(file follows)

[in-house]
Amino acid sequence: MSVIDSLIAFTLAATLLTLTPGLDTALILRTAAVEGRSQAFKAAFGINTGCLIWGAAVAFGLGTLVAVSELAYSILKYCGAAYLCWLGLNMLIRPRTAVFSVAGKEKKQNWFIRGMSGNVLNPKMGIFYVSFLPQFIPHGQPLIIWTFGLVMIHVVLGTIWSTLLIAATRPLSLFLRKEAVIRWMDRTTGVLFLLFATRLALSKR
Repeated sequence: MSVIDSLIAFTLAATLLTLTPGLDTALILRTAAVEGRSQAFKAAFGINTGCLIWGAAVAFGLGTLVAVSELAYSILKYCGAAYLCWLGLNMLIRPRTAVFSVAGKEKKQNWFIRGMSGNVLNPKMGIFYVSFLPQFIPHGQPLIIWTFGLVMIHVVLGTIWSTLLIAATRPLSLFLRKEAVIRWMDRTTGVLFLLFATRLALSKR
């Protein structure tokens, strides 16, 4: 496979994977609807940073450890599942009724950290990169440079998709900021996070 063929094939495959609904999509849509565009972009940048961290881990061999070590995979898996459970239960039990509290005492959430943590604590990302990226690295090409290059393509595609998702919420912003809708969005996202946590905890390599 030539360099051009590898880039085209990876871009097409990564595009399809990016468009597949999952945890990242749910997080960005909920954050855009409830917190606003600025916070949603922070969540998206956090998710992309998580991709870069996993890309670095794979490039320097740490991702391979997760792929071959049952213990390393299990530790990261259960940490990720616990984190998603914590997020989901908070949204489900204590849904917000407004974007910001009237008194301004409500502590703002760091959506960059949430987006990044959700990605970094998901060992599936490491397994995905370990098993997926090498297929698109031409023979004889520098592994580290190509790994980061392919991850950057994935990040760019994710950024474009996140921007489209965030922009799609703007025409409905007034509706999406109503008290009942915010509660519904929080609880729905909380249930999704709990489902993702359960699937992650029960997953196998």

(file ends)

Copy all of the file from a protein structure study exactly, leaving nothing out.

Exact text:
[in-house]
Amino acid sequence: MSVIDSLIAFTLAATLLTLTPGLDTALILRTAAVEGRSQAFKAAFGINTGCLIWGAAVAFGLGTLVAVSELAYSILKYCGAAYLCWLGLNMLIRPRTAVFSVAGKEKKQNWFIRGMSGNVLNPKMGIFYVSFLPQFIPHGQPLIIWTFGLVMIHVVLGTIWSTLLIAATRPLSLFLRKEAVIRWMDRTTGVLFLLFATRLALSKR
Repeated sequence: MSVIDSLIAFTLAATLLTLTPGLDTALILRTAAVEGRSQAFKAAFGINTGCLIWGAAVAFGLGTLVAVSELAYSILKYCGAAYLCWLGLNMLIRPRTAVFSVAGKEKKQNWFIRGMSGNVLNPKMGIFYVSFLPQFIPHGQPLIIWTFGLVMIHVVLGTIWSTLLIAATRPLSLFLRKEAVIRWMDRTTGVLFLLFATRLALSKR
């Protein structure tokens, strides 16, 4: 496979994977609807940073450890599942009724950290990169440079998709900021996070 063929094939495959609904999509849509565009972009940048961290881990061999070590995979898996459970239960039990509290005492959430943590604590990302990226690295090409290059393509595609998702919420912003809708969005996202946590905890390599 030539360099051009590898880039085209990876871009097409990564595009399809990016468009597949999952945890990242749910997080960005909920954050855009409830917190606003600025916070949603922070969540998206956090998710992309998580991709870069996993890309670095794979490039320097740490991702391979997760792929071959049952213990390393299990530790990261259960940490990720616990984190998603914590997020989901908070949204489900204590849904917000407004974007910001009237008194301004409500502590703002760091959506960059949430987006990044959700990605970094998901060992599936490491397994995905370990098993997926090498297929698109031409023979004889520098592994580290190509790994980061392919991850950057994935990040760019994710950024474009996140921007489209965030922009799609703007025409409905007034509706999406109503008290009942915010509660519904929080609880729905909380249930999704709990489902993702359960699937992650029960997953196998």